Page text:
top of page

Helicopter Money & A Failed Arbitrage 🚁

The markets have been flat over the last week. The same issues continue - inflation, interest rates, and all that. There’s nothing new to add here. Recent economic adversities however, have been resulting in some strange economic behaviour. Presenting two of these stories from last week instead of boring you with the same print.




Helicopter Money


Inflation in the US is real bad right now. With prices at a 40-year high, everything is turning expensive. The Fed has been getting aggressive at increasing rates to cool the economy down, and tame inflation. The whole objective is simple - increase rates, discourage borrowing/spending, encourage saving, cool down demand and prices. But in the process, demand falls, so do corporate profits, and the stock markets.


In short, inflation hurts, and so does fighting it. That’s the harsh reality of how it works.

And then came a very benevolent California. California is more expensive than the rest of the country. Take gas (petrol) for example. While the average in the US is US$ 5 per gallon, it goes as high as US$7 in California.


California decided on helping its population regain spending power. It will start sending out one-time checks of up to US$ 1,050. Logic - people can use this money to spend more. Why this defies logic? By giving people free money, you encourage spending, and let inflation further increase. In a free market, prices of goods and services are determined by demand and supply. Higher the demand for something, the more people are willing to pay for it, and the more they are willing to pay, the more prices will rise.


So while the Fed increases rates to crunch liquidity, California decides to pump liquidity by giving out free money! Essentially, fuel inflation to save from inflation!


A Failed Arbitrage


Ever since Russia invaded Ukraine, the West has been slapping sanctions at Russia to crunch its economy. In the process, the US banned oil imports from Russia - the US has an oil-surplus and it can afford to do so. The EU followed, but in a gradual and phased manner - it’s not as privileged as the US, it depends on Russia for oil.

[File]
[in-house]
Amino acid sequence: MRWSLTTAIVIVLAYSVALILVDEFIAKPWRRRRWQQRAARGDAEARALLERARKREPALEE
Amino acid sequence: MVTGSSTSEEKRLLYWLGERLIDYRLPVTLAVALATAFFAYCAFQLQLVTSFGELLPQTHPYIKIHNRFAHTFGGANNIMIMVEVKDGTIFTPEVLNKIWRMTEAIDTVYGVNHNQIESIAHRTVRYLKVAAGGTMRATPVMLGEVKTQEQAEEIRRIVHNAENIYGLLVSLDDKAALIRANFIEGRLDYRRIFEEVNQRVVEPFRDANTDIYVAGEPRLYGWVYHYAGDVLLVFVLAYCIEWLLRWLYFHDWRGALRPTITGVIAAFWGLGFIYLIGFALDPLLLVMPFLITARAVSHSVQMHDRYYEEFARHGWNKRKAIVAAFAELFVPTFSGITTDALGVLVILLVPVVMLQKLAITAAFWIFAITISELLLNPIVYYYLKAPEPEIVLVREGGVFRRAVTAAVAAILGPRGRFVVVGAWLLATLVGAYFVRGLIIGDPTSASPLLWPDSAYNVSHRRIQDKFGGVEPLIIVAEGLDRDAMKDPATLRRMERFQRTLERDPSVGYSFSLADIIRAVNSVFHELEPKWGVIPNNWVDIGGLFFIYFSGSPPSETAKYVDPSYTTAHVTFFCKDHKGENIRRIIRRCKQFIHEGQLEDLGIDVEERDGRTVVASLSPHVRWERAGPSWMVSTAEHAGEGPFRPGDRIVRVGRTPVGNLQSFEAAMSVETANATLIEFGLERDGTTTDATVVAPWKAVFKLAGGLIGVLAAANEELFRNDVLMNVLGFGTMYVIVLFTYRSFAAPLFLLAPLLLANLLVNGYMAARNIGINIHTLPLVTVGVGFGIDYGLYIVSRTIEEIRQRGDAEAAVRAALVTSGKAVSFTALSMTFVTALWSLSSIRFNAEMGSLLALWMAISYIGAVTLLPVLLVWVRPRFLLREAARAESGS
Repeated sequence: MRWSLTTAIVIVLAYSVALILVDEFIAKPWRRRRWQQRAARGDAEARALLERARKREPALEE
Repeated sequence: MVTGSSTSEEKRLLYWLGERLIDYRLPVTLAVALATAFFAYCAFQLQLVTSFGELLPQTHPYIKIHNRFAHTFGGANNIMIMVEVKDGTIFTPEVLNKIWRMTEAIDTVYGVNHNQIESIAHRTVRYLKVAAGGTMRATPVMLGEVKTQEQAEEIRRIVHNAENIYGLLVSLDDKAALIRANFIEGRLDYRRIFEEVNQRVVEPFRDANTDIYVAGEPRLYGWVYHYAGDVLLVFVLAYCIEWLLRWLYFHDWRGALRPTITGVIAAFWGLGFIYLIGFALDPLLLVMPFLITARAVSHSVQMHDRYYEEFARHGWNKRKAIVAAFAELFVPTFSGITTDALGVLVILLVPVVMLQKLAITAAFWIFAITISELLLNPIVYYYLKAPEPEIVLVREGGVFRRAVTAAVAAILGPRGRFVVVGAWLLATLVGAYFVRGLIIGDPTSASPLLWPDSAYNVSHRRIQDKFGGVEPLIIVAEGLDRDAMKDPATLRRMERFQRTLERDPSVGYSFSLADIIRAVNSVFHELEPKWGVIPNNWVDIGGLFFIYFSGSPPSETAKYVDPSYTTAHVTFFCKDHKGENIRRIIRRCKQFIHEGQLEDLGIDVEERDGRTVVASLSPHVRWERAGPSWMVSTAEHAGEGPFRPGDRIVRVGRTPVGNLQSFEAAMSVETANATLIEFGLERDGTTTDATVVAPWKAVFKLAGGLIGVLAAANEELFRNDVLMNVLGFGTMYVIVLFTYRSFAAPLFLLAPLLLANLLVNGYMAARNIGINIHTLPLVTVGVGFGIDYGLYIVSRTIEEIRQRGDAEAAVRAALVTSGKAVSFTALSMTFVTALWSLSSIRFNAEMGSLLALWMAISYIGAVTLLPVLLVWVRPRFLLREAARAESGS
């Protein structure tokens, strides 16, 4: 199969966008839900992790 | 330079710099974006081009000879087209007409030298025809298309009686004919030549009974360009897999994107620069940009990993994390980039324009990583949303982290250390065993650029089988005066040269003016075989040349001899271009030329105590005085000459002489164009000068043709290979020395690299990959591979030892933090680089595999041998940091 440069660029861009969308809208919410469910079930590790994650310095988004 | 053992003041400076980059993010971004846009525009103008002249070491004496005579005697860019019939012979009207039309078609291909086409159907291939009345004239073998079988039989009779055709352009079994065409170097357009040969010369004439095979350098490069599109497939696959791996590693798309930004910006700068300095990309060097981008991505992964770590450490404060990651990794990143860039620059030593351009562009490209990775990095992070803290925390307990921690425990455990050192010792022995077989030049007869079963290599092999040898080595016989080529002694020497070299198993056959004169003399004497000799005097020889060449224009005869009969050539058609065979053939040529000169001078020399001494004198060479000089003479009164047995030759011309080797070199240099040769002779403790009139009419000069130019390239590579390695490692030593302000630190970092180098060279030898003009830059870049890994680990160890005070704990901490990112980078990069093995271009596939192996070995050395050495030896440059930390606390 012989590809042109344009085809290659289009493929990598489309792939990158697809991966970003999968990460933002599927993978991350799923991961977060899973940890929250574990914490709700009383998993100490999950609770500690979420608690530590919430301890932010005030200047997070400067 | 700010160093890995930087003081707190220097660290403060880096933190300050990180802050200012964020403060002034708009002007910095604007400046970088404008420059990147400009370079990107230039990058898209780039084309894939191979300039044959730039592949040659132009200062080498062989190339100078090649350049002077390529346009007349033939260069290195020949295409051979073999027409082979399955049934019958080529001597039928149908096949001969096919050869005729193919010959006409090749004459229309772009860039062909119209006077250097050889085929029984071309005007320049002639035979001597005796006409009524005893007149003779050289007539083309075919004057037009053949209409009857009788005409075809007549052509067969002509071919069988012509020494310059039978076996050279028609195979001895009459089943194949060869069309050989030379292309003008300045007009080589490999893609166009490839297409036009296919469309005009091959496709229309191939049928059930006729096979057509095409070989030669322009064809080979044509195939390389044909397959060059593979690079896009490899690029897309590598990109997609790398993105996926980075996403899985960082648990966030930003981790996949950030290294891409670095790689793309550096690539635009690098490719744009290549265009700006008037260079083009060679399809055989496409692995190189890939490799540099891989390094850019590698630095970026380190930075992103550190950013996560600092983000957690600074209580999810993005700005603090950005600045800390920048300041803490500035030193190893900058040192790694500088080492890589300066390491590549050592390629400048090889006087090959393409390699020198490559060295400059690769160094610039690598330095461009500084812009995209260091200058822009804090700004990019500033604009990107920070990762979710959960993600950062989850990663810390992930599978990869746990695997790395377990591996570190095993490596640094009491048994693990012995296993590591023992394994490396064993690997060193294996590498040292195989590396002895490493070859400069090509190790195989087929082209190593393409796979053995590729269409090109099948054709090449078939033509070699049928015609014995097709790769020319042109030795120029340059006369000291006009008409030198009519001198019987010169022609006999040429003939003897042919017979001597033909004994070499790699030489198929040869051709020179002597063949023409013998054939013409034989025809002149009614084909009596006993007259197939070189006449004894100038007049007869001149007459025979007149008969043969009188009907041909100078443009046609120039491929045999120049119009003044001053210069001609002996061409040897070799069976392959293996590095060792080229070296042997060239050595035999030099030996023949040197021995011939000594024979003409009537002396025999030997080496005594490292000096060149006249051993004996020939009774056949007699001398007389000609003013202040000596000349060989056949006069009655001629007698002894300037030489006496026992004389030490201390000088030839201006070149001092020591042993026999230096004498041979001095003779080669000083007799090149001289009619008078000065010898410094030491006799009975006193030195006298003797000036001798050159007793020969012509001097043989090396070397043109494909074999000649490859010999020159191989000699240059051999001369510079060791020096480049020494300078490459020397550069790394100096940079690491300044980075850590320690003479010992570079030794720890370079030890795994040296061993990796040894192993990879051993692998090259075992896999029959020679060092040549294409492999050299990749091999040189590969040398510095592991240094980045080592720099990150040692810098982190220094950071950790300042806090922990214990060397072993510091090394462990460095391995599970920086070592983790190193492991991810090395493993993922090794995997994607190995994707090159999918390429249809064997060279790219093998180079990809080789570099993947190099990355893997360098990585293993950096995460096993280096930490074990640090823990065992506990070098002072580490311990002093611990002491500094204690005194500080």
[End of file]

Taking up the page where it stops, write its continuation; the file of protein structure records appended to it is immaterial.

Russia was then selling oil at a discount to friends and neutral countries like China, India and Turkey. Offer cheaper oil at a time when prices are soaring, and these countries started snapping up Russian oil.


In this scenario, domestic producers in India found it attractive to sell internationally (export at higher prices). Some refiners even started to buy more Russian crude (cheaper), and continued refining it and exporting refined products at much higher prices. The result of global oil inflation and cheap (relatively) Russian oil was a huge and abnormal gain for Indian oil producers and refiners (a windfall).


So the government stepped in, and imposed additional tax on profits of oil and gas companies. Export of petrol, diesel and ATF now fetches higher taxes. The government’s logic? India is an oil-importing country, and it’s paying much higher than before to get oil in. If companies benefit because of a disparity between domestic (or less expensive imports) and international prices, the government might as well take a share from it!

17 views0 comments

Comments


bottom of page